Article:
Earlier this year, New York took two out of three in Nationals Park before dropping the series at Citi Field the following week. Both teams viewed themselves as division contenders at the start of the season but have since fallen below .500. Entering the series, the Mets and Nationals reside at third and fourth place, respectively, in the National League East.
The Mets took care of business against the 10-29 Miami Marlins over the weekend, although the weather prevented them from going for a third win on Sunday and reaching the .500 mark. On Friday, the offense erupted for an eight-run first inning against Miami starter Pablo Lopez. It was the most runs the club had scored in an opening frame since they dropped nine in a game in 1988. That offensive outburst was more than enough support for Zack Wheeler, and the club cruised to an easy 11-2 win. Amed Rosario hit an opposite-field, Grand Slam in the first, while Michael Conforto and Jeff McNeil added solo home runs in the second and third innings, respectively, to extend the lead. It was also McNeil’s 100th big league game.
On Saturday, Jacob deGrom was his usual incredible self as he pitched seven innings of one-run ball to earn the win. For the game’s first five innings, at least, it looked like the same old song and dance for deGrom, as he was dominant while his team’s offense was dormant. With the score knotted up at one in the sixth inning, Pete Alonso (who else?) and Conforto connected on back-to-back solo home runs to back their ace. deGrom, meanwhile, contributed a run-scoring single later in the frame to give his team some breathing room. It was the pitcher’s second hit of the game and fourth in 16 at-bats this season.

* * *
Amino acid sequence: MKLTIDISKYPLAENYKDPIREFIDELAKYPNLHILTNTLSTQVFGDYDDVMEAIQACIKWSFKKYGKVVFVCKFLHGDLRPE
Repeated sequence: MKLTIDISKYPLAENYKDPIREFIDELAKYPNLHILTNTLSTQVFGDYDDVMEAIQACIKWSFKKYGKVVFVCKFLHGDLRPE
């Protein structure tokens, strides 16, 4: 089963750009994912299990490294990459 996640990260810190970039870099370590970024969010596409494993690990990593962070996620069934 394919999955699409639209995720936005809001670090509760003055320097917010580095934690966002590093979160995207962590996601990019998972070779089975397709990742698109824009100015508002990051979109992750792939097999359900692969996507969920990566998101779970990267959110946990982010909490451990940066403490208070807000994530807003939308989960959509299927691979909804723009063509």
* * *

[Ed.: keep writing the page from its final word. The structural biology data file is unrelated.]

While the team’s offensive struggles as a whole are still very much a cause for legitimate concern, three Mets players rank in the top ten in the National League in several prominent offensive categories. The aforementioned Conforto has been a reliable presence in the team’s lineup despite a brief slump during the early part of this month. On the season, the outfielder ranks sixth in the National League with a .412 OBP, sixth with a 1.6 fWAR, and tenth with a 153 wRC+ while falling just short of the top ten with a .930 OPS.